One nation, three states: Turkey, Azerbaijan, Pakistan to hold joint military exercise
Azerbaijani Defense Minister Zakir Hasanov recently announced that his nation, Pakistan and Turkey will hold a trilateral military exercise in September: “According to the order of the President of Azerbaijan, three brother countries will conduct the joint drills. Azerbaijan will host the joint military exercises of the special forces of Azerbaijan, Turkey and Pakistan.”
The three fraternal nations have been expanding the consolidation of military ties as well as the integration of geopolitical strategy in recent months to an unprecedented degree.
They recently participated in two, coterminous military exercises in Turkey, Anatolian 21 and Anatolian Eagle 2021. The first was a special operations forces exercise and the second was a series of air combat maneuvers (monitored by NATO). Participants in Anatolian 21 were Turkey, Azerbaijan, Pakistan and six states that are de facto provinces of the neo-Ottoman imperium and adjuncts of the Ankara-Baku-Islamabad axis: Albania, Kazakhstan, Kosovo, Mongolia, Qatar and Uzbekistan. (In February Turkish and Pakistani special forces engaged in the Ataturk XI-2021 exercise in Pakistan.)
In this year’s Anatolian Eagle Azerbaijan provided Sukhoi and MiG fighter aircraft of the sort used by Armenia and India, respectively, and Qatar supplied Rafale multirole fighter jets of the sort recently purchased by India and Greece. Azerbaijan, Pakistan and Turkey support each other’s claims and positions vis-à-vis Nagorno-Karabakh and Armenia, Kashmir and India, and Cyprus and Greek islands in the Aegean. The air exercises prepared the three former nations for future conflicts with the latter ones.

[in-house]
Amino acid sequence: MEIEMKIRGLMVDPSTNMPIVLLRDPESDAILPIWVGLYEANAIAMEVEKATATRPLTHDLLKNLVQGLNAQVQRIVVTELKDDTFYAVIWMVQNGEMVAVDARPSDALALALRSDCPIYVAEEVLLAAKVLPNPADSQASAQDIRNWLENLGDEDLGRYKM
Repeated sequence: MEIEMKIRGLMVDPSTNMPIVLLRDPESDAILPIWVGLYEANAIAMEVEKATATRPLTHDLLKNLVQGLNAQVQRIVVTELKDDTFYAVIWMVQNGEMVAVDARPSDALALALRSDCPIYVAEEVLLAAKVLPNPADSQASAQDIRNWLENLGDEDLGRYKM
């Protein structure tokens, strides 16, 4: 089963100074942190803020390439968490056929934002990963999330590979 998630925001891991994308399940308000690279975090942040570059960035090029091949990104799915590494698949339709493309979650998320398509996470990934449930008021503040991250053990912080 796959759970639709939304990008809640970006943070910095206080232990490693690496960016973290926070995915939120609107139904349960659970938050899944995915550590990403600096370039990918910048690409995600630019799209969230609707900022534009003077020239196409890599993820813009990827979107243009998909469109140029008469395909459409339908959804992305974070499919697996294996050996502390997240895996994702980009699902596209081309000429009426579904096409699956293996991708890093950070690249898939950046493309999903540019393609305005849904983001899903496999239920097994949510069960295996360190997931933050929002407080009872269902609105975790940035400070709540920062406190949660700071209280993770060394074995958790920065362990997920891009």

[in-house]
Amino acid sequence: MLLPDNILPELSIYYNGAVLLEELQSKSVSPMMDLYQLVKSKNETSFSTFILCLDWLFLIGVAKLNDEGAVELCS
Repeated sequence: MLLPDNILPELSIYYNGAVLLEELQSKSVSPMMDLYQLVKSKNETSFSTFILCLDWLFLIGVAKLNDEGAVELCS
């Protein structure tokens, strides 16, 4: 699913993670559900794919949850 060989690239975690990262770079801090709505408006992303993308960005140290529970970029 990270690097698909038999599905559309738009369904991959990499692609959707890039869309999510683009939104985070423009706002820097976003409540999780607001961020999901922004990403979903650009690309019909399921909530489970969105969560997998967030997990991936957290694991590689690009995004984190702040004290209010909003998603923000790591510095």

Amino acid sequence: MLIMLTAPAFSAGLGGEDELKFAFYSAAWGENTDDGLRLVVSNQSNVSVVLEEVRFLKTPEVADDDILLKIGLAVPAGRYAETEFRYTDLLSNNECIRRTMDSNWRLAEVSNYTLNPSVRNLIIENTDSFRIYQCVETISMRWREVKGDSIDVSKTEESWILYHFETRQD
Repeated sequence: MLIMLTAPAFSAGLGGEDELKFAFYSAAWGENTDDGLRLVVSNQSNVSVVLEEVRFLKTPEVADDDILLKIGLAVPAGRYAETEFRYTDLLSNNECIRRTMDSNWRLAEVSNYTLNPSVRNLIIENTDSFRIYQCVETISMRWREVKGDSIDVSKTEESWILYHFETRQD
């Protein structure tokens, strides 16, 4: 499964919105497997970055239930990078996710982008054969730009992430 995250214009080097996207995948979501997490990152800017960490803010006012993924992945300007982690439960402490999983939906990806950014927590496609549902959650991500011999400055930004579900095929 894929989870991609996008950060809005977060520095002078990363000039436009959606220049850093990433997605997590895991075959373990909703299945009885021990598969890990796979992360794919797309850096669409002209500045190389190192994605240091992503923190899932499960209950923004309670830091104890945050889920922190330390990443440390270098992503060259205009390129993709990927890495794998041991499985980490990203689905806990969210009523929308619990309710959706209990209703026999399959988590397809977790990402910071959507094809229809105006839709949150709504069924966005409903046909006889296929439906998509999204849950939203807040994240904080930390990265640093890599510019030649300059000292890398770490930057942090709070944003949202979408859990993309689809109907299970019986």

The day after he left the NATO summit in Brussels, Turkish President Recep Tayyip Erdoğan flew directly to the capital of Azerbaijan, Baku, whence he and the nation’s president, Ilham Aliyev, departed for the city of Shusha (Shushi in Armenian) in Nagorno-Karabakh, conquered last year by Azerbaijan with Turkish assistance. While there the two heads of state signed the eponymous Shusha Declaration pledging further bilateral cooperation almost to the point of a merger of the two nations. The document contains a reiteration of the principle of one nation, two states in relation to Azerbaijan and Turkey, a slogan Aliyev attributed to his late father and political predecessor Heydar Aliyev.
In January the head of the Pakistan Air Force, Chief Marshal Mujahid Anwar Khan, addressed the Association of Justice Defenders and Strategic Studies (ASSAM) Center, in Turkey (ASSAM is a think tank founded in Turkey to work with other Muslim countries) and asserted “Pakistan and Turkey are two countries, one nation,” which “not only share common culture and faith but also have similar interests and challenges.”
The air force chief addressed all three of the above-cited geopolitical concerns: he confirmed that Pakistan fully supports the Turkish position on Cyprus, which is for the Turkish Republic of Northern Cyprus to be recognized as an independent nation (which currently no country but Turkey does). He praised Turkey for its support to Azerbaijan in last year’s 44-day war in Nagorno-Karabakh. And he condemned India over Jammu and Kashmir, a position fully backed by Azerbaijan and Turkey.
In the same month the foreign ministers of Azerbaijan, Pakistan and Turkey met for the second time in a trilateral format established in 2017. A declaration was issued afterward which spoke of solidarity with Azerbaijan in regard to “liberated territories” in Nagorno-Karabakh, gratitude to Pakistan for its role in Afghanistan, support for Pakistan’s position on Kashmir, and backing for the Turkish approach to a “settlement of the Cyprus issue, as well as the issues in the Aegean and the Eastern Mediterranean.”
Turkey is NATO’s second-largest member state in terms of population and the size of its armed forces. Pakistan is its largest partner, a founder of the Partners Across the Globe and a nuclear power. Azerbaijan was one of the first nations to join a NATO partnership (the North Atlantic Cooperation Council in 1992), is a current member of the Partnership for Peace and has supplied the military bloc with troops for its missions in Kosovo and Afghanistan. It also has an army trained for NATO interoperability by Turkey. Combined, the three states have a population that rivals that of the U.S. Geostrategically, they’re positioned far more critically, from Europe to the Chinese border.